The Reasons:

Fake news seems to be the flavour of the month – or certainly for 2016, according to the Macquarie dictionary. There are two main reasons which easily explain the phenomenon, 1) power and 2) money.

Propaganda is nothing new – Goebbels used it with aplomb during WW2 and we are absolutely surrounded by it today. Propaganda is, to all intents and purposes, the craft of politicians. Just flick between the left-leaning vs right-leaning news channels to see the stark contrast in the coverage of in many should-be identical stories. Need I mention the US election…

Money. In truth money and power are just different sides of the same coin, but understanding how money is spent and earned is critical to understanding the problem. The growth in advertising spend being allocated to digital channels is staggering, and it is expected to continue at least for the foreseeable future. This demand to push advertising on digital first gave rise to ‘clickbait’ and more latterly out-and-out fake news or ‘alternative facts’. Or just lies! There are thousands of people on the web who made up sensationalist fake news stories – just to earn advertising dollars. There are reports that some fake news ‘curators’ were able to earn tens of thousands of dollars per month.

“It’s Nothing” AND “It’s Scary”

According to an article on, there was a negligible impact of fake news on the outcome of the election. The article talks about the election specifically, and personally I do have my reservations about the hypothesis and the conclusion as “It’s Nothing”. The fact that many people are being influenced emotionally by such content. Often emotion and reason don’t go hand-in-hand.

On the other side, the “It’s Scary” side, an article from paints a picture of the future as a very fearful place. They talk about the technologies that are emerging from computer labs around the world – from the “photoshop for audio” through to real-time altering of facial expressions on video streams.

The Solution?

There really is only one solution: remove the incentive to run fake news. It’s rational economics that with a high reward and low cost, there will be a flood of such stories out there. The market-places which sell advertising, and really we mean Google and Facebook here, are taking steps to cut off ad-revenues, but advertisers also need to stand firm. They should take the moral high-ground and demand that their ads are not positioned next to incendiary content AND not only that of an extremist nature. Let’s raise that moral bar just that little bit higher shall we.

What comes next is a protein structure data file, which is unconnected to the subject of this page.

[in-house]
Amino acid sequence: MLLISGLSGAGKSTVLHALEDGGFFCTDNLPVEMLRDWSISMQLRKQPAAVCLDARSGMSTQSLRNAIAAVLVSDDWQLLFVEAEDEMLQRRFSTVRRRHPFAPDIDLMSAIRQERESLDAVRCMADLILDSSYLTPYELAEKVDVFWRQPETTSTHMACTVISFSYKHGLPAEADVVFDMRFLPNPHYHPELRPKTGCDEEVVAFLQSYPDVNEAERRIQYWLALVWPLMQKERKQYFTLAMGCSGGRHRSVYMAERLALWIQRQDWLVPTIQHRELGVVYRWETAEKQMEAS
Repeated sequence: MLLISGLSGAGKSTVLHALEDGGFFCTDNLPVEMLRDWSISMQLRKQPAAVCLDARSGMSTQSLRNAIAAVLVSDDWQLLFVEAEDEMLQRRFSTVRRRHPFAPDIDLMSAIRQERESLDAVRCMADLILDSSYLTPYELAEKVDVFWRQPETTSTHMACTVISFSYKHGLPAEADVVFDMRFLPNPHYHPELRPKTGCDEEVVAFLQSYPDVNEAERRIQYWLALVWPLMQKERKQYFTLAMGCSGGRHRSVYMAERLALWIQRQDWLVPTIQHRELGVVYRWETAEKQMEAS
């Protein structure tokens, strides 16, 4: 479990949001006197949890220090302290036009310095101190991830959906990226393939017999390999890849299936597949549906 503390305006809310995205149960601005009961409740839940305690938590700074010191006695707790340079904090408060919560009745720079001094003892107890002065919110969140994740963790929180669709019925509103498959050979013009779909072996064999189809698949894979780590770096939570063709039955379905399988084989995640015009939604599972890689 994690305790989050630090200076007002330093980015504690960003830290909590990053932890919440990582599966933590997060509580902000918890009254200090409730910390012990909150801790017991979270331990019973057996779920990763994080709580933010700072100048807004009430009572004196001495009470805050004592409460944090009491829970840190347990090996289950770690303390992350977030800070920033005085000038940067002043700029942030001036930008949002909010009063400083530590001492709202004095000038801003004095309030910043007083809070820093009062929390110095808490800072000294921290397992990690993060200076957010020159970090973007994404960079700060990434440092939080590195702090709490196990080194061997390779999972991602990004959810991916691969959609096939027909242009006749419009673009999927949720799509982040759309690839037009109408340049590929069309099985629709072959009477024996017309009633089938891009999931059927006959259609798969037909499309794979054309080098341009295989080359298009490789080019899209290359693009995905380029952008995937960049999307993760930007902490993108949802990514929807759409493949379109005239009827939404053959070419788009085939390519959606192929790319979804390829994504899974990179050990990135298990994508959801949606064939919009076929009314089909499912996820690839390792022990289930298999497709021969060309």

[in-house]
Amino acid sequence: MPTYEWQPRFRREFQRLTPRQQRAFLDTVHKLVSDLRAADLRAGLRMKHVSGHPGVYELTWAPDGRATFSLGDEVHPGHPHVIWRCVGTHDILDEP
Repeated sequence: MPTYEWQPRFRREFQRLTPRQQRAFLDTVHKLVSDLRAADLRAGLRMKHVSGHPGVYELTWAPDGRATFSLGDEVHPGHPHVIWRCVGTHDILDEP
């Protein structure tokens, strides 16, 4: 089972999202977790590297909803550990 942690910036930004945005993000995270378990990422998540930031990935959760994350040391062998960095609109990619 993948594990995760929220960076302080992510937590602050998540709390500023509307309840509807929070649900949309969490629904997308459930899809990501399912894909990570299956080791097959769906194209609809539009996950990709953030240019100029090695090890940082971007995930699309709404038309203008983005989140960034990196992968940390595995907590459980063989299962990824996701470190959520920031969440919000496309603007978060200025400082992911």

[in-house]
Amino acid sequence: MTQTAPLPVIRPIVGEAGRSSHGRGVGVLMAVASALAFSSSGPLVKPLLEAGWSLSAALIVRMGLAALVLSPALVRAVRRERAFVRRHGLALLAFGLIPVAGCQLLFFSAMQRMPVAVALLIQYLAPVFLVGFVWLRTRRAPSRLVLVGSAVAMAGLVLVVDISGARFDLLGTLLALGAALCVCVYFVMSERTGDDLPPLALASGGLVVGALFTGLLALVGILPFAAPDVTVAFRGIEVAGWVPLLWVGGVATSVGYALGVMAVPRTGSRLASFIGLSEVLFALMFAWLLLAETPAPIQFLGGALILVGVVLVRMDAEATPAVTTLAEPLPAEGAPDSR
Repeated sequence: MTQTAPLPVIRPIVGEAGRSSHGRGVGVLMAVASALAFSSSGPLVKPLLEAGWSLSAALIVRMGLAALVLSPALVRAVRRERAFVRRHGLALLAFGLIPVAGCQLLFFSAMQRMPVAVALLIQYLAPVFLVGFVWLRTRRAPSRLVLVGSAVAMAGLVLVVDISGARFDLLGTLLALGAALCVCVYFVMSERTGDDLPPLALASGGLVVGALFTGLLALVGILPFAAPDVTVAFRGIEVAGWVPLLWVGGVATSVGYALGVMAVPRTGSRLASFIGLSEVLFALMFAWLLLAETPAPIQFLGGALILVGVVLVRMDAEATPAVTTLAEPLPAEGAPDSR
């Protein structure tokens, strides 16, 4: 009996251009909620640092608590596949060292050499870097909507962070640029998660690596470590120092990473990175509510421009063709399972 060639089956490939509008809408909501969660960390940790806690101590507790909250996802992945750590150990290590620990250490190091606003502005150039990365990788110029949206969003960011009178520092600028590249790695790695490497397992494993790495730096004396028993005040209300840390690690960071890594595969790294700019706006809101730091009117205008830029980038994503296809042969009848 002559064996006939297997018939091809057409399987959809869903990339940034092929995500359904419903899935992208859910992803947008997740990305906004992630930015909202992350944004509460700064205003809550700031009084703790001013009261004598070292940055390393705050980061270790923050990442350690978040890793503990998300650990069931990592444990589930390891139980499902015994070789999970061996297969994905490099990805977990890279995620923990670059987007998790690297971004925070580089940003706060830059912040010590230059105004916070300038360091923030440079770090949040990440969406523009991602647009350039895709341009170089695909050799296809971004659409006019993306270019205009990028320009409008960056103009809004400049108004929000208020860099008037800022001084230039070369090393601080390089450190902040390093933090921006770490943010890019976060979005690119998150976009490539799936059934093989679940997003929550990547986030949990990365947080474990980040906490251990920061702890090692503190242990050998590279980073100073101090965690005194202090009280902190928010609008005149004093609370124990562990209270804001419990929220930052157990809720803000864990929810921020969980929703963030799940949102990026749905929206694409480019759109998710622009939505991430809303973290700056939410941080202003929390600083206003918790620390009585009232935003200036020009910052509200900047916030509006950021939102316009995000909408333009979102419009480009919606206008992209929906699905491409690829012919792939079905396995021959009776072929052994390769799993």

The BBC also talks more about both human and technological solutions to the phenomenon.

Raising the Standard

Unfortunately for such a vitally important role such as journalism, there has been a general trend towards poorer and poorer quality over the last decade – it is likely no coincidence that this correlates with the drop in revenues for the traditional print publishers. Couple this with today’s near insatiable need for amusement and device addiction, this has led to shorter shallower content production – with punchy (click-bait-y) headlines. All for the ‘eyeballs’.

We as an industry need to find a model where the market both appreciates high-quality content, and is willing to pay for it. That will happen naturally over time, publishers are experimenting with new models, some more successful than others. The cost of production is dropping – this is one of the major benefits of a move to digital – and as the tools for production become more powerful and easier to use, this will allow journalists to focus on richer, digital-specific content that can be monetized better than anytime in history.

Solutions such as Reactive DPS can help your team produce better content and in-turn earn higher revenues from your digital platform. If you would like more information on how, then drop us a quick note and we will happily discuss it with you.